“We’re delighted to be here for this historic visit to Annapolis,” said HMS Queen Elizabeth’s Commanding Officer, Commodore Steve Moorhouse, in a statement from the release. “HMS Queen Elizabeth represents the very best of UK industry and technology, so it is particularly pertinent that we should be hosting these two exciting events on board - including the second ever Atlantic Future Forum. The UK-U.S. relationship continues to go from strength to strength, as demonstrated by the support we have received from the U.S. Navy, Marines and Air Force throughout our journey to bring our new carriers and jets in to service. It is events like these, which help to reinforce, develop and bring new relevance to this vital relationship as we prepare together for any future threats we face.”

The theme of the “Swarm and Search AI Challenge: 2019 Fire Hack” revolved around mapping wildfires and assumed that improved mission planning, and the ability to react to dynamic changes has the potential to minimize damage and save lives. Solutions created during the challenge may also apply to defense applications.

Teams worked remotely, via a closed, online collaboration platform to explore different fire map scenarios, using Air Force-licensed software. Thirty-nine U.S. teams benefitted from exposure to new markets and a chance to test their technology against their competition.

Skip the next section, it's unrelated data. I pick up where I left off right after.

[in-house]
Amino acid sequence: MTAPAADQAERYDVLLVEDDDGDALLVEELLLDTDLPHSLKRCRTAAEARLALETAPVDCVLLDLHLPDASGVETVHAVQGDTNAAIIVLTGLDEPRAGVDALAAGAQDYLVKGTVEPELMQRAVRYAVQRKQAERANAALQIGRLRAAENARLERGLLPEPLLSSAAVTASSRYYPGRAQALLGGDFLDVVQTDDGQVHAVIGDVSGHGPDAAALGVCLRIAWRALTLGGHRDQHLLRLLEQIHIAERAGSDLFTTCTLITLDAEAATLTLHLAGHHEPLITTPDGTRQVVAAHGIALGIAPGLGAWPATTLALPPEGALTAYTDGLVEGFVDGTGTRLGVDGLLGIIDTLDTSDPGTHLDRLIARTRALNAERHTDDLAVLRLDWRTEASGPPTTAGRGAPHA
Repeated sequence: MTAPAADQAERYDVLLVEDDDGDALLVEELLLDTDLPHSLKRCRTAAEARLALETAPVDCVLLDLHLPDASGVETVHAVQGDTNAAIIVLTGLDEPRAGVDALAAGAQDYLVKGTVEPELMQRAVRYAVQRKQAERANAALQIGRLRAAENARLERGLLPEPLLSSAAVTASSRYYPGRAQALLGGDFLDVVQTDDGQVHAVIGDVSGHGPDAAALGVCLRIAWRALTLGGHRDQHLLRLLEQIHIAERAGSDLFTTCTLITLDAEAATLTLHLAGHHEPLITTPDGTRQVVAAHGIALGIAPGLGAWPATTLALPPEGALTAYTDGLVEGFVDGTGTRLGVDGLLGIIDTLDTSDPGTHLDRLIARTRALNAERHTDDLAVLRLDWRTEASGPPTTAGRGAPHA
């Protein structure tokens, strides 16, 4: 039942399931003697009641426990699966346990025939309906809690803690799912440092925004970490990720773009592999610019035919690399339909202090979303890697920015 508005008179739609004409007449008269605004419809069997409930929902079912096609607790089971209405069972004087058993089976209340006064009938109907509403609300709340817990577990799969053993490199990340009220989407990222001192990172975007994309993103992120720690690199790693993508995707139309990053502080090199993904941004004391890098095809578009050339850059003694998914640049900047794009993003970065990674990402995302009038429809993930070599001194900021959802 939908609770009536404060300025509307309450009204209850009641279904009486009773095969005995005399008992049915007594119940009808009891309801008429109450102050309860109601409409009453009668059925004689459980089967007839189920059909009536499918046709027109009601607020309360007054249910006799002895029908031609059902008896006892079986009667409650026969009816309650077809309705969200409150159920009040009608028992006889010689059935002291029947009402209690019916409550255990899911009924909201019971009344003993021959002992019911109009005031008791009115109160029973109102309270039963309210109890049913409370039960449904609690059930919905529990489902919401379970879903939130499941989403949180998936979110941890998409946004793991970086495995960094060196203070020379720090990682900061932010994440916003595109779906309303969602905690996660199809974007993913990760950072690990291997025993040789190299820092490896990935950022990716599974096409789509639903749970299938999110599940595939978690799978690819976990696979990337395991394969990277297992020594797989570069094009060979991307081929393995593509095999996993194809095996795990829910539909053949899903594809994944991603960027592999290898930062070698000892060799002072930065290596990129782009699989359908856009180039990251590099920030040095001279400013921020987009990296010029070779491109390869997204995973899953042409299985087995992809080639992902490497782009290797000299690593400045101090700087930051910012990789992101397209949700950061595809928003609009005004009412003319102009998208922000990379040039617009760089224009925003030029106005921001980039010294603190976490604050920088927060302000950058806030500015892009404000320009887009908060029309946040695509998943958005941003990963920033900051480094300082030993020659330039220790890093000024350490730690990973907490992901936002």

Concurrent challenges in the United States and the United Kingdom concluded with a final international showdown that took place March 29-31, 2019, among the top nine teams after four different increasingly complex rounds of competition.

AFRL and DSTL utilized this innovative approach to find the best Artificial Intelligence (AI) or Machine Learning (ML) algorithms the embody efficiency and resiliency.

“It has been fantastic to be able to work with DSTL on this project,” said Mick Hitchcock, AFRL program manager. “The activity fit right into both countries’ desire to approach research differently, and involved non-traditional, innovative thinkers as partners and most importantly, helped get results faster.”

The competition was not between two countries, but to highlight the ability to rapidly work together on tough problems.

“I’m most proud of the relationship that we have with the Air Force Research Lab and also the Wright Brothers Institute,” said Timothy Wright, DSTL’s Aerospace Systems Group Leader. “The relationship that we have has really enabled us to turn out what was an incredibly exciting, enlightening, innovative, and enthralling event.”

“This is the future, this is how we’re going to do business,” said Jack Blackhurst, AFRL Executive Director. “We want to look at all kinds of ideas and the only way you do that is to get outside to the external environment of the Air Force and talk with people and let them play. That’s what we’re doing.”

“These sort of experiments that we’re running – these sort of approaches are going to allow us to mine technology in a way that we never were able to before,” Hitchcock said.

Future challenges are anticipated and more information will be available at AFRL’s website at www.afresearchlab.com.